I was a big fan of the TV series “The West Wing,” which aired on NBC from 1999-2006.
The show centered around liberal Democratic President Jed Bartlett and his senior staff as they dealt with the challenges of running the country. The show was smart, entertaining and funny. It was the type of show that would test your own political beliefs, and adding to the show’s realism was the fact Bartlett & Co. didn’t win every battle and Republicans were, for the most part, portrayed as political opponents but not evil members of the Legion of Doom.
During one of the show’s more memorable scenes, Sam Seaborn, the president’s deputy communications director, played by Rob Lowe, is debating/arguing the issue of guns with Ainsley Hayes, a newly hired White House attorney and a Republican who was added to the team on Bartlett’s orders. Hayes was portrayed by Emily Procter, perhaps best known for her role on the CBS series “CSI Miami.”
Of the gun issue, Seaborn says, “I am so off-the-charts tired of the gun lobby tossing around words like ‘personal freedom’ and nobody calling them on it. It’s not about personal freedom, and it certainly has nothing to do with public safety. It’s just that some people like guns.”
To which Hayes replies, “Yes they do. But you know what’s more insidious than that. Your gun control position doesn’t have anything to do with public safety, and it’s certainly not about personal freedom. It’s about you don’t like people who do like guns. You don’t like the people.”
Hayes’ response in that fictional debate — “you don’t like the people” — could apply to some real-life Democrats today.
It’s not enough to go all out in trying to destroy President Trump. In addition, Democrats continue to take aim at the people who voted for him as well, going above and beyond to label them as racist, extreme, dumb, uneducated, poor … and did we mention dumb.
The latest example comes from Rep. Marcia Fudge (D-Ohio), who last week stood on the House floor and read a letter from a constituent. In his letter, the constituent wrote, “It is glaringly apparent that many who support the present administration are either racist, steeped in religious beliefs, ignorant, or as my mother used to say, just plain dumb.” The writer goes on to say that Republicans have become a “Trump cult.”
And while the words may not have been Fudge’s, the act of standing on the House floor and reading them aloud for all to hear served as her unfettered endorsement.
Fudge is hardly alone in the Demcratic effort to demean Trump voters.
Speaking recently to the Des Moines (Iowa) Register, New York Sen. and presidential candidate Kirsten Gillibrand suggested that being pro-life is, what else, racist. Such an allegation should surprise no one because Democrats have come to consider anyone who disagrees with them on anything as being a bigot.
And, of course, we have already documented in this space the examples of Rep. Hank Johnson (D-Georgia) and former Secretary of State Hillary Clinton.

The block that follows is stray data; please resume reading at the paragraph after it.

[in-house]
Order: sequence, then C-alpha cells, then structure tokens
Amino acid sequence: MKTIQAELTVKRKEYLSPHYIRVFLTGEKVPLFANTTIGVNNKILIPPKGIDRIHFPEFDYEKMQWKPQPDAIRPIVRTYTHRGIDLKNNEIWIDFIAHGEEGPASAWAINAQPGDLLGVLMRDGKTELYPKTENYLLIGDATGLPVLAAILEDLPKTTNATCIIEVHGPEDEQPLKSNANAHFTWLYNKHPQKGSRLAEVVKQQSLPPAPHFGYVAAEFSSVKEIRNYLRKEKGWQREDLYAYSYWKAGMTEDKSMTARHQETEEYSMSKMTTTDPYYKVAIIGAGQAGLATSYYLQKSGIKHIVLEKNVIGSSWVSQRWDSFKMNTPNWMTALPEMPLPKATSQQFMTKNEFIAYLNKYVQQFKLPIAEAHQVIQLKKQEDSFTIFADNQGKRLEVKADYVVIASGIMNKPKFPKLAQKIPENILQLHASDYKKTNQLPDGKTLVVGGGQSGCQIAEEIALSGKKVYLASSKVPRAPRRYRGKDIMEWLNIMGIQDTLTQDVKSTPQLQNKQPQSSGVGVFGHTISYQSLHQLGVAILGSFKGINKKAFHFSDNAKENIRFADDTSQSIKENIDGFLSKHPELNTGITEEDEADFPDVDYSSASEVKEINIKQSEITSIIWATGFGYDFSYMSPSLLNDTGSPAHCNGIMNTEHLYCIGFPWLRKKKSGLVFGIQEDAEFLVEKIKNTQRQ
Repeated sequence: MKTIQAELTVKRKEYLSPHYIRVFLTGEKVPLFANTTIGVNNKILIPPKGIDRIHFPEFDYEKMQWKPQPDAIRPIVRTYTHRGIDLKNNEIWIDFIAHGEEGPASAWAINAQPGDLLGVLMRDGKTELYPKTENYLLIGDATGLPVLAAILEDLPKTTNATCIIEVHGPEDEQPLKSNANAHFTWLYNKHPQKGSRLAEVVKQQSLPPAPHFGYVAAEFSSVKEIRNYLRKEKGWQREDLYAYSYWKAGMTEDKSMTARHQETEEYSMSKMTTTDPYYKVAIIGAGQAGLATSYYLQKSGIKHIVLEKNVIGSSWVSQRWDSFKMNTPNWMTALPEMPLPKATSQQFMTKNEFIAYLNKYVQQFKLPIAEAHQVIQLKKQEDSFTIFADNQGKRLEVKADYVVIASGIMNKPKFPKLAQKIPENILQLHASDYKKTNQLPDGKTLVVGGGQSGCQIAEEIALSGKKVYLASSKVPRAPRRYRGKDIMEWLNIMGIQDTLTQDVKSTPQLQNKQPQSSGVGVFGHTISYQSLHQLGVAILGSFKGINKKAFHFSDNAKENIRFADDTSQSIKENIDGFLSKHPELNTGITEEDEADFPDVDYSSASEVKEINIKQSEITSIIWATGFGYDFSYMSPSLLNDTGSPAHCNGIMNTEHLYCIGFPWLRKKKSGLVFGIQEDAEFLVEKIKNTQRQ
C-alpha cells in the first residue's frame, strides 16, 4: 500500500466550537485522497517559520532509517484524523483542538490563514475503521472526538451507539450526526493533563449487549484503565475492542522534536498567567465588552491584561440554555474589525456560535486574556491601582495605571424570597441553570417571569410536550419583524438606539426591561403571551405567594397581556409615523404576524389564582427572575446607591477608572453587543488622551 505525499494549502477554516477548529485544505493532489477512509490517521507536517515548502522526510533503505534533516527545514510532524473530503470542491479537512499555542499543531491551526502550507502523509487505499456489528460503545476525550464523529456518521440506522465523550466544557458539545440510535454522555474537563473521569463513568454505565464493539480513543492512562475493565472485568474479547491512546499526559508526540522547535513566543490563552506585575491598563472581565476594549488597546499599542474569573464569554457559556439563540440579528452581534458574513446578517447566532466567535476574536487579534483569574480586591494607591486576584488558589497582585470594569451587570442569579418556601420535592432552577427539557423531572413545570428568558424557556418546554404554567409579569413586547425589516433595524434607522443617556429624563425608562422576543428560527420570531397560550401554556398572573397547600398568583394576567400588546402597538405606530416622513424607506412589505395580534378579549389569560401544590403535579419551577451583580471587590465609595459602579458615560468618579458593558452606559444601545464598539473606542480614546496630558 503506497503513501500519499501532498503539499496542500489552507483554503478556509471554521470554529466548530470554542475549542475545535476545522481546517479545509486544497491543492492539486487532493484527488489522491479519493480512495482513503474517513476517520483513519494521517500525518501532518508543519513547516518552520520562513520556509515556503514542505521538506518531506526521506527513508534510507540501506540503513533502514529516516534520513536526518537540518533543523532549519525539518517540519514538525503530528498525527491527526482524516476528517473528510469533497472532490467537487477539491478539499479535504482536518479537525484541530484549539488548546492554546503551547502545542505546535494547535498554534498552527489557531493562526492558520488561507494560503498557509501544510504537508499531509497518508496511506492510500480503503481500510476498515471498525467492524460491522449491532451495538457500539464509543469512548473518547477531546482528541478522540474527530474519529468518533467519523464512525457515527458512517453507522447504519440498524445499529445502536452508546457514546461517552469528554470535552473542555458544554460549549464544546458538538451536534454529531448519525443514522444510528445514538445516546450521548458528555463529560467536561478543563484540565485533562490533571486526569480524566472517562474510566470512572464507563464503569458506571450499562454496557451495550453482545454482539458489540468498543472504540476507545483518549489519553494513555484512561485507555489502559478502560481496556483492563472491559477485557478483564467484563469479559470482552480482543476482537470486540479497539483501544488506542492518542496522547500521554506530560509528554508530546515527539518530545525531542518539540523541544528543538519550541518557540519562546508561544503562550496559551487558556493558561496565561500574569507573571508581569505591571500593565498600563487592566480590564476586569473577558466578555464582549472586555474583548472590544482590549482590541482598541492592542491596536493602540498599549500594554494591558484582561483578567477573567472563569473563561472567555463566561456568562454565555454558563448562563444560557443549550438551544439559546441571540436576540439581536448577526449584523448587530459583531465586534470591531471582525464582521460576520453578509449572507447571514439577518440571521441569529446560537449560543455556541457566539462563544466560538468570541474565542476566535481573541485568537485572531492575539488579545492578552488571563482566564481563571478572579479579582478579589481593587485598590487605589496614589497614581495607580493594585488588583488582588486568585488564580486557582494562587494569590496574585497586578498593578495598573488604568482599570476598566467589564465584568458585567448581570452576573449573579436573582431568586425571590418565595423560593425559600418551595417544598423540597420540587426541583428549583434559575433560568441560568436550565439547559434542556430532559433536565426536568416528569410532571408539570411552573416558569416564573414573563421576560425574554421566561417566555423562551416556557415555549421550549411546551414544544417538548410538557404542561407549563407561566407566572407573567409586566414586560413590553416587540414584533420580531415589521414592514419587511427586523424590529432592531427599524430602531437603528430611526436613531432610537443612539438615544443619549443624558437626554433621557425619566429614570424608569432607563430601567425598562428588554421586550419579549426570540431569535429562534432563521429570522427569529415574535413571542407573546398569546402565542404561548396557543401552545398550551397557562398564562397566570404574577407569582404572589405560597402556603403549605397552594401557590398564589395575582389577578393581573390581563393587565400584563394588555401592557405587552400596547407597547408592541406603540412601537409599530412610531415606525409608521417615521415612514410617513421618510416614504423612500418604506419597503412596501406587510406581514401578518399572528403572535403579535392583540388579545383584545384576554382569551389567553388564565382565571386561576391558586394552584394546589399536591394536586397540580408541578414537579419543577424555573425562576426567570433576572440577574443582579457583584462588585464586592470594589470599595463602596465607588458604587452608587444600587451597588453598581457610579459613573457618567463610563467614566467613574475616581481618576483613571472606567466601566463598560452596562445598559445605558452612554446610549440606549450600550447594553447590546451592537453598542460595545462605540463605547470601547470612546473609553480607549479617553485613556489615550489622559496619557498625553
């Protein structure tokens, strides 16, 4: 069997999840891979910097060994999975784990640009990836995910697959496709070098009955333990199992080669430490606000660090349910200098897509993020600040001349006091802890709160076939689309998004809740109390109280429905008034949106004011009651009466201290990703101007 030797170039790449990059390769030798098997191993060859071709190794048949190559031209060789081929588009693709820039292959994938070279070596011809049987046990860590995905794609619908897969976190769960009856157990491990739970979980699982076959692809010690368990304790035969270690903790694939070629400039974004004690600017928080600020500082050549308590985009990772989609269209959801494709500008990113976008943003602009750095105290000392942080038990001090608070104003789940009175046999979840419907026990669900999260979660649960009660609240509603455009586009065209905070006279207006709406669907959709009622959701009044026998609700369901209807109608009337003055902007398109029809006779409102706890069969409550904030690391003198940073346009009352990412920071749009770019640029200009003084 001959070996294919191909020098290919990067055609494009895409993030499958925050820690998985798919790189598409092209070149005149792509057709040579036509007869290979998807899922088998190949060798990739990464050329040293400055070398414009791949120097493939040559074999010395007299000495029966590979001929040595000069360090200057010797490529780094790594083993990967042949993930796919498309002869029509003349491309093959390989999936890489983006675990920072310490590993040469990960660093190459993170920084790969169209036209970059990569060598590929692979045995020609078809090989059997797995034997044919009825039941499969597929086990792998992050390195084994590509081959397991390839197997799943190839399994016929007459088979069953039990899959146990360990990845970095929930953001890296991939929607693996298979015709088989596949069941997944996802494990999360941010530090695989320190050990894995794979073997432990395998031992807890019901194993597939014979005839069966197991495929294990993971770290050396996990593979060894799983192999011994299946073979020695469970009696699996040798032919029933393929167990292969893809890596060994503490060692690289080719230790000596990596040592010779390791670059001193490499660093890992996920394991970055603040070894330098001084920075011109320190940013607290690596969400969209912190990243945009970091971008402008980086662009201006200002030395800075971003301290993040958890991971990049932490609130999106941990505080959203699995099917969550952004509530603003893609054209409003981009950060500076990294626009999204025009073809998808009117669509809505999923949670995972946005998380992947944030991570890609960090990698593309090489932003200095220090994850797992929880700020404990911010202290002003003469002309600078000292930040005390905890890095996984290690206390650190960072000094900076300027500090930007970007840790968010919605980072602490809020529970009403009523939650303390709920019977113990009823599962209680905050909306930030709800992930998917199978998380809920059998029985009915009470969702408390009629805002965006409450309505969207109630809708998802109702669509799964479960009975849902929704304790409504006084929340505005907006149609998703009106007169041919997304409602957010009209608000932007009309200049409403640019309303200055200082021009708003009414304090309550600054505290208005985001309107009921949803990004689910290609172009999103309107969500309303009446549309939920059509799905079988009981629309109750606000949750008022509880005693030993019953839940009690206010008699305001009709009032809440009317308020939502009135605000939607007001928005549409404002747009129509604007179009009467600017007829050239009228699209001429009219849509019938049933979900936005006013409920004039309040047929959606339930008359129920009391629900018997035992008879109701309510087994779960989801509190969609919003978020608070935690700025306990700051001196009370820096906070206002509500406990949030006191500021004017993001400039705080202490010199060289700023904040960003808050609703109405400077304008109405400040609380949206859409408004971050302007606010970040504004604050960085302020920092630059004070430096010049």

Just last year, Hillary Clinton bragged that she won the places that are “optimistic, diverse, dynamic, moving forward” in the 2016 presidential election. In a speech on New Year’s Day this year, Johnson (D-Georgia) said Trump voters are “older, less-educated, less prosperous and they are dying early.”
Maybe Democrats continue to attack Trump voters out of frustration because they simply don’t understand why Trump won in the first place. Maybe they don’t understand that many people felt left behind by Obama’s agonizingly slow economic recovery. Maybe they don’t understand that while some communities have been helped by free trade, others have been badly hurt. Maybe they don’t understand that people can honestly be concerned about the issue of illegal immigration or prefer to pay less in taxes rather than more without being a racist. And maybe, they just can’t bring themselves to understand that Trump won fair and square in 2016 in part because Democrats chose a lousy candidate who ran a lousy campaign.
Or maybe the explanation is much more simple. Maybe the Democratic Party is simply becoming a party of stuck-up, stubborn, short-sighted, know-it-all, conspiracy theory buying socialists with more formal education than common sense who can only identify with East and West Coast elites rather than the average Joe or Jane.
Of course, adopting or accepting that idea would be stereotyping, and unwise, just like saying all Trump voters are unsophisticated and stupid.
But here’s a fact Reps. Fudge and Johnson, Secretary Clinton, Sen. Gillibrand and other Democrats who get their jollies by attacking Trump voters can take to the bank: the 2020 election is likely to turn on the ballots of blue collar voters who turned away from the Democrats in favor of Trump three years ago. Continuing to label them dumb, racist and religious extremists isn’t likely to win them back.
It’s an easy concept to understand. One not need be a White House staffer, or play one on TV.
Lew Gilliland is assistant editor of The Daily Home. Reach him at email@example.com.